James Fisher beats the lockdown blues as he reviews the new BMW 4-series in Suffolk.
It was foolish to book a holiday, looking back. It was just that it had been so long, so very long, since I had dared leave the city, let alone the country. So, with some trepidation, me and the boys found an extremely reasonably priced ski holiday at the end of March and booked. In hindsight, I think it was just to feel something, anything, rather than with any expectation of actually going.
Unsurprisingly to anyone who has been paying attention for the past 18 months, it got cancelled. Cue mild despair, longing, anger and just a tiny sprinkle of regret. I doubt I’m the only one, but the constant routine of wake up, shower, go downstairs, coffee, begin work, lunch, more work, dinner, Netflix and then bed started to wear a little thin. I needed to get out.
The winter was long and dark and difficult. Whereas the first lockdown had, for want of a better word, a certain novelty to it, as well as alarmingly good weather for spring which meant that the capital’s green spaces were lovely places to be (I even took up running, god forbid), lockdown two (or three, depending on your definition) was bleak. Everyone was tired, and wet, and cold. And then, as a special treat for us Londoners, Christmas got cancelled. My mother, because she is the kindest woman this cruel world has ever manifested, managed to mail my presents to me for the big day. The package included some socks (excellent), a soap on a rope (also excellent) and some roast beef for lunch (very excellent indeed). I was as happy as I could be, given the circumstances, and was expecting nothing in the way of joy until The Great Unlockening, or my birthday, whichever comes first.
However, it turns out that socks, soap and beef were not the only presents I was to receive that winter, as in early March, the German Giants at BMW also decided to get me a gift, which was, as you might guess, a BMW.
The gift in question was one of the new 4-series and it certainly makes a first impression. It’s a relatively compact two-door coupé, but with a front grill that wouldn’t look out of place on a baleen whale. It is, for want of a better word, toothy, with a grin like a teenager braced up to the nines smiling for a school photograph. I actually quite like the look — it stands out in traffic (always a bonus) and it signals a certain attacking intent, which the car backs up on the quiet country roads around Suffolk with aplomb.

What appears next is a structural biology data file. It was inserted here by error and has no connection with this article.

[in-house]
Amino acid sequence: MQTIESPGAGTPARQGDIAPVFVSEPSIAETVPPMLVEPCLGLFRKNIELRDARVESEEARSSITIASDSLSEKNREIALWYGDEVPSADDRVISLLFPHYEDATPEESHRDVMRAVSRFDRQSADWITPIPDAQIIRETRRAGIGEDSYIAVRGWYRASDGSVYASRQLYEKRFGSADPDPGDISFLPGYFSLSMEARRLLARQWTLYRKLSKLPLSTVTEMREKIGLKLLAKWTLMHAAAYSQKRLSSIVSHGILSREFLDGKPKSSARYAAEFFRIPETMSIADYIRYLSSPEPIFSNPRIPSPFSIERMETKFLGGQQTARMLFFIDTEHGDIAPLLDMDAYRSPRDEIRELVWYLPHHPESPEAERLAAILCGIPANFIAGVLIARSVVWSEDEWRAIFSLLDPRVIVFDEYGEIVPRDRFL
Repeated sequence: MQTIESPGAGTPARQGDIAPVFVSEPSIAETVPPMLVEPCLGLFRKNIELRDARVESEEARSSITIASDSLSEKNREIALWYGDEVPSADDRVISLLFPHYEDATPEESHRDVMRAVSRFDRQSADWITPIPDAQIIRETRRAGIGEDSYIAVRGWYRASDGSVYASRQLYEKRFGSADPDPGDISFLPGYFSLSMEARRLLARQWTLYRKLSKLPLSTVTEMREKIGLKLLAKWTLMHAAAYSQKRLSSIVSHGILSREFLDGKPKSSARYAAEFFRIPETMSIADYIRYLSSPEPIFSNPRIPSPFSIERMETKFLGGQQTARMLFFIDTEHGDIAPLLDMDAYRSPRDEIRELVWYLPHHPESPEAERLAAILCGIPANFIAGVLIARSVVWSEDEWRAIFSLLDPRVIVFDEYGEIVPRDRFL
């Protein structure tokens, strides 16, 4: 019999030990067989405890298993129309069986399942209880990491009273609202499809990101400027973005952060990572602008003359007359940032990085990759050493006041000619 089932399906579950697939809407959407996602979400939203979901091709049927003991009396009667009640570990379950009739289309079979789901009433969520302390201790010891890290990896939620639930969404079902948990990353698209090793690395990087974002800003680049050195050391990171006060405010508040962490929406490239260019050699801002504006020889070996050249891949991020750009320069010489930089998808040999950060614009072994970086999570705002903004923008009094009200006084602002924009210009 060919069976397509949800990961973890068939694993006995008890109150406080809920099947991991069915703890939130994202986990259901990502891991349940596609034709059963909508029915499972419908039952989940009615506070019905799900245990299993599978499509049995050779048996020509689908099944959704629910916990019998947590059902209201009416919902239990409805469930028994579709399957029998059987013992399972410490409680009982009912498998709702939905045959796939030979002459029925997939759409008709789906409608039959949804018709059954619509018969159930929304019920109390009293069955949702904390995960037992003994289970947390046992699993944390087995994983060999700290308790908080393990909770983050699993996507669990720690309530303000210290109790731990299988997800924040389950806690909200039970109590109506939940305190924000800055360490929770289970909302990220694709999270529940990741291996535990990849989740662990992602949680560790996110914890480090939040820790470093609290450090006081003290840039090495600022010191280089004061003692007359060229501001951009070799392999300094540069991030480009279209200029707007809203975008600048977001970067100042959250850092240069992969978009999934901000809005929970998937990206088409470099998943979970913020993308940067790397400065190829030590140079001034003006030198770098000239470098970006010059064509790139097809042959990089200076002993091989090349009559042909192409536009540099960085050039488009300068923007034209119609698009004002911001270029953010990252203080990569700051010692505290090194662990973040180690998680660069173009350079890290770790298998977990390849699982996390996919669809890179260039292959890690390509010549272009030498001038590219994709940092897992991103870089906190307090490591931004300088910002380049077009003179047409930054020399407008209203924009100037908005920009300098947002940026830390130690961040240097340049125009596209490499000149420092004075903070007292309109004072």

For that was what my holiday to the Alps had become, a nice drive to visit the parents in not-so-alpine East Anglia. That being said, in a coupé like the 4-series, even the smallest hill feels positively mountainous, such is the low driving position of the car. But what fun it was, hissing around those B-roads, whether it was going to the shops to top up the whisky supplies or just to get some fuel (everything was still fairly locked down, and I look forward to the day where I can tell my children that for 18 months the highlight of my week was going to the Co-op).
The version of the 4-series I had was a diesel, but despite that, was incredibly punchy and responsive. The time to 60mph is about 7 seconds, but the power comes almost immediately and the initial rush up to 40 or 50mph is a real treat. The steering is responsive, if a little soft for my tastes, but the real hero is the suspension, which feels immensely tight but not in any way back-breaking. It is a car with phenomenal balance, which is all the amateur punter like myself could ever really desire.
Interiors-wise, you can definitely feel that you are somewhere German and relatively serious. There is a lot of grey and silver, all neatly laid out, and the once-notorious BMW iDrive infotainment system has come a long way from its troubled beginnings. One test that is always vital to me is how easy a car is to connect to your phone via bluetooth, and I can safely say that this took no more than a minute — a blessed relief.
It does feel a bit like an executive lounge at the airport, but there are worse places to spend a few hours driving, and for those of a more business-minded nature, I am sure it will illicit some positive memories of business trips from the past. Even more excitingly, the small row of seats in the back also look like they can fit two normal sized humans, and there is plenty of room for golf clubs (and whisky) in the boot.
The past year has all been about enjoying the little things, and the BMW is certainly little. But we have learned to accept joy where we can find it, whether it’s in a new plant, or just a little drive to the shops on a Sunday afternoon. I can assure you that for the latter, the 4-series is a more than able companion.
BMW 4-series 420d: On the road
- PRICE: From £33,690
- MPG: 61.4mpg max
- CO2: 121g/km
- 0-60mph: 7.1 sec
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